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Life Health > Life Insurance

Whole life: where cash value is king

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The phrase “cash is king” is so true, especially for negotiable transactions such as purchasing a vehicle, a home, gold or any other type of investment. Having cash in hand is power, but there is something that can be even more valuable than cash. And that is the cash value in a permanent life insurance policy.

Many find they need the protection that life insurance offers in situations, such as preserving the lifestyle of a surviving spouse and children, to insure the smooth transfer of closely held business interests, to use as a funding source to pay estate taxes, or to transfer wealth to the next generation. Once the need for a death benefit has been established, there is the added benefit of paying additional premium in order to build the cash value. 

There are many reasons why this type of life insurance policy may be the right place for your clients to grow their hard-earned money while having access to it throughout their lives.

Why is “cash value” better than “cash?”

One of my clients, a young dentist, was asked what he would do if he had $500,000 in cash. His immediate thought was to pay off his student loans and then put the rest down on a new home. Why would he want to give up having that nice cash cushion only to be back to where he had been five minutes earlier with no liquidity? How was he planning to build his dental practice, purchase equipment and pay for his staff?

Cash is great, but once spent, it may be gone forever. And if left sitting in a savings account waiting for an opportunity, it is earning little interest and ultimately losing value to inflation each year. Additionally, interest made on that money is taxable, which further erodes the value of your cash.

On the other hand, if a client’s after-tax dollars were gradually taken from a savings account and used to purchase a whole life insurance policy, the credited cash values can grow tax-deferred throughout his or her life. It can also be just as accessible as leverage in a negotiable situation. If the right product is chosen, the cash value can grow uninterrupted as collateral while they are borrowing the money from the insurance company to use for the purchase of the investment.

The cash value is also there for life events that happen where your clients need access to cash. It is always there ready to use for college tuition, wedding expenses, a down payment on a home, medical expenses and, ultimately, to fund retirement years.

The peace of mind that comes from having that cash value permanent life insurance policy is another reason why cash value is king. In the case of the dentist, wouldn’t he be better off keeping the $500,000 in cash value within the permanent life policy? As long as the policy is kept in force and the premiums are paid, the cash value would grow while he is paying down student loans, making payments on a 30-year fixed mortgage, using his cash value as collateral to purchase dental equipment, etc., all while having a large income tax-free death benefit standing by in case he passed away prematurely.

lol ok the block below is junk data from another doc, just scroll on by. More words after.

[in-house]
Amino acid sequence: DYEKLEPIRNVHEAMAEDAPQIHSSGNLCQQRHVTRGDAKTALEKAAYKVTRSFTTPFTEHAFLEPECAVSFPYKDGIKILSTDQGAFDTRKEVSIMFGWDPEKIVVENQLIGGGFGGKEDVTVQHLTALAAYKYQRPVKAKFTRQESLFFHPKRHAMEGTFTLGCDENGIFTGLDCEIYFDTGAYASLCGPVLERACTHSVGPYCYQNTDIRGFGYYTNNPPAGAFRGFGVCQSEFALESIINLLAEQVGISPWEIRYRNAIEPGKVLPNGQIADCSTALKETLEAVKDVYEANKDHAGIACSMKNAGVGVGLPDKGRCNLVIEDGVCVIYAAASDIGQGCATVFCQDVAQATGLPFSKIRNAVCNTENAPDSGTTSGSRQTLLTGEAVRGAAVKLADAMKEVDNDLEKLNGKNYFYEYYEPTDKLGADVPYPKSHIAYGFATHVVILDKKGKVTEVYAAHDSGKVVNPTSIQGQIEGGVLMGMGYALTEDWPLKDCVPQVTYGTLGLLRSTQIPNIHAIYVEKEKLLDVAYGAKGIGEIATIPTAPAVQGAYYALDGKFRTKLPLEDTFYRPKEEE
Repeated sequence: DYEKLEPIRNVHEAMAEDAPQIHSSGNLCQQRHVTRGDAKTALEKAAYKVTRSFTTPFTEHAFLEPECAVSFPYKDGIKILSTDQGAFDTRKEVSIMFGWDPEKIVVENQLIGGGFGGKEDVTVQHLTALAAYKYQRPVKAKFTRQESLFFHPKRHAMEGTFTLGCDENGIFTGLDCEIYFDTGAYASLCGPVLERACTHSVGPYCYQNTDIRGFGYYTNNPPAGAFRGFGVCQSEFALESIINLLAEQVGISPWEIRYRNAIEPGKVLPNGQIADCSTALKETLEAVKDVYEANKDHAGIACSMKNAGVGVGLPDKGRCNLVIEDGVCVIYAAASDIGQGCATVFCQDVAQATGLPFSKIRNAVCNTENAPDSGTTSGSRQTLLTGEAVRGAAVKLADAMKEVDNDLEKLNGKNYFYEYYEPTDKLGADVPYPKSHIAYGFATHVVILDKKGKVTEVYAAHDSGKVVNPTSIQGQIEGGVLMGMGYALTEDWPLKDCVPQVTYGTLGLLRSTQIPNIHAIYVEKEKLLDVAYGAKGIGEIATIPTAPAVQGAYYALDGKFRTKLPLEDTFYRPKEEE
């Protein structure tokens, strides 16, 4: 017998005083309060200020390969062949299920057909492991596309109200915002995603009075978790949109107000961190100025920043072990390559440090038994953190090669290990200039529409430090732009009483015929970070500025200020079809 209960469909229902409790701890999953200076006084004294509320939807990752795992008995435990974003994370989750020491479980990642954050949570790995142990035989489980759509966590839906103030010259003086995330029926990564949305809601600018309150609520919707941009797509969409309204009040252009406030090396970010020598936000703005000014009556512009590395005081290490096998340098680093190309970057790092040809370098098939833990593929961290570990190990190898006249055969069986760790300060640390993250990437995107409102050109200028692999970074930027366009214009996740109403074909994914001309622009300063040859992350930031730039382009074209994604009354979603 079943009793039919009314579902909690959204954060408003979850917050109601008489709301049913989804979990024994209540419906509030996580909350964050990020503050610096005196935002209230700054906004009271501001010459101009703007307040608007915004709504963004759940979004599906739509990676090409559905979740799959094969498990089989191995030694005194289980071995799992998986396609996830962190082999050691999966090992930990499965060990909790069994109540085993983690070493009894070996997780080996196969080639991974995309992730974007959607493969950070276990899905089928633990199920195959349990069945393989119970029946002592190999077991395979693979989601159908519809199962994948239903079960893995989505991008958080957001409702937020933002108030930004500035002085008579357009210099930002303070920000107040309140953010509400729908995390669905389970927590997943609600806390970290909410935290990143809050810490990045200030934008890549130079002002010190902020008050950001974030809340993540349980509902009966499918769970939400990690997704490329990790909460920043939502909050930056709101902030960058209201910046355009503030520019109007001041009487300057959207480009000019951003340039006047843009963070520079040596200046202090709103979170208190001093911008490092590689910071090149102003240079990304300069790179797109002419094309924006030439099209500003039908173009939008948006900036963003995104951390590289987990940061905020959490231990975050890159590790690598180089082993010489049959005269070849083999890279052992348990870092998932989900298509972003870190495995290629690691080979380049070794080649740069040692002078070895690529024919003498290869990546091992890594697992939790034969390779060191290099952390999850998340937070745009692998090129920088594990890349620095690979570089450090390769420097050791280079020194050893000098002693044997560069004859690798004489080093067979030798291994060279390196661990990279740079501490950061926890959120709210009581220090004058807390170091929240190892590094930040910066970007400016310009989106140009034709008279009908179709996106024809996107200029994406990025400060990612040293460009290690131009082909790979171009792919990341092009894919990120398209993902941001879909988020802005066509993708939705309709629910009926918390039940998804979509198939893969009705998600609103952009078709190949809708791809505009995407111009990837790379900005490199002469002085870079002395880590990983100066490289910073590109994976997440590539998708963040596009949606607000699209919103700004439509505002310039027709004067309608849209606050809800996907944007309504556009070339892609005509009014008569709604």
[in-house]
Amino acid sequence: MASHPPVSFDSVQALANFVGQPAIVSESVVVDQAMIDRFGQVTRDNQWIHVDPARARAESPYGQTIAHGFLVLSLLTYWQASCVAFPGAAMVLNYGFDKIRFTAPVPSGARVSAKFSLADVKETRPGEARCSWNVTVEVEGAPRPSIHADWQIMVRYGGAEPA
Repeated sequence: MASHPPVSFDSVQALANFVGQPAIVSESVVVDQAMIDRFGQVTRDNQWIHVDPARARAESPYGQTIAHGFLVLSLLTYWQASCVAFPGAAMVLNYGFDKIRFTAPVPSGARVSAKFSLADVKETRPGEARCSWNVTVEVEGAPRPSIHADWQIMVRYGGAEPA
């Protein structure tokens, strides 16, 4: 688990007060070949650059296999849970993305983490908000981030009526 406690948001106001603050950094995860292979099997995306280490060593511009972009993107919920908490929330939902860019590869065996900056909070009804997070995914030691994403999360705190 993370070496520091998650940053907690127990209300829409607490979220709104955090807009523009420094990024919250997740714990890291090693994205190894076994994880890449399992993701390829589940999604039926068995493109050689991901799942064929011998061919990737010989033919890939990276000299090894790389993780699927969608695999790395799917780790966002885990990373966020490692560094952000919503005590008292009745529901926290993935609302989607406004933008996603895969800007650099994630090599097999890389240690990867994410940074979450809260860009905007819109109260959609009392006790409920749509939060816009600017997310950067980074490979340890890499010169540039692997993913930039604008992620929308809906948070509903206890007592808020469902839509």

Which is better — the government’s plan or your client’s plan?

When people are asked what they believe to be their biggest expense in life, they will commonly say their house, car or education. In fact, the biggest expense may actually be taxes. There is an income tax on wages, sales tax on purchases, investment taxes, and perhaps, ultimately, estate taxes at the time of death.

It is difficult to avoid the first two, but your clients may be able to save tens of thousands or even hundreds of thousands in taxes with good investment and estate planning. As former U.S. judge and judicial philosopher Learned Hand once said, “There are two systems of taxation in this country: one for the informed, and one for the uninformed.”              

It is time for your clients to take control of their money because no one will care about their money more than they do. A good way for them to gain control is to pay their income taxes now while taxes are near historical lows, and then gradually move some of that money into a cash value permanent life policy where it will grow tax-deferred, can be accessed by way of policy loans during their living years, and then ultimately pass income tax-free to their families upon their passing. The tax-preferred status of life insurance is one of the biggest benefits in the tax code.

Foresight or hindsight?

The most common words I hear from my clients after I show them these tax-favored strategies are: “I wish I had known about this 30 years ago.” Well, as long as your clients are still in good health, there are opportunities to use this strategy into their 70s, and even more options if they consider other healthy family members with an insurable interest and a need for life insurance. And if they fund the policy right up to — but not over — the modified endowment contract (MEC) limit, they can maximize the policy’s growth.

If young people beginning their first job have the foresight to implement this strategy, they absolutely will have a foundation for their future. This plan will protect them in a recession or even a depression. And it will work under all circumstances efficiently, not just in perfect conditions.


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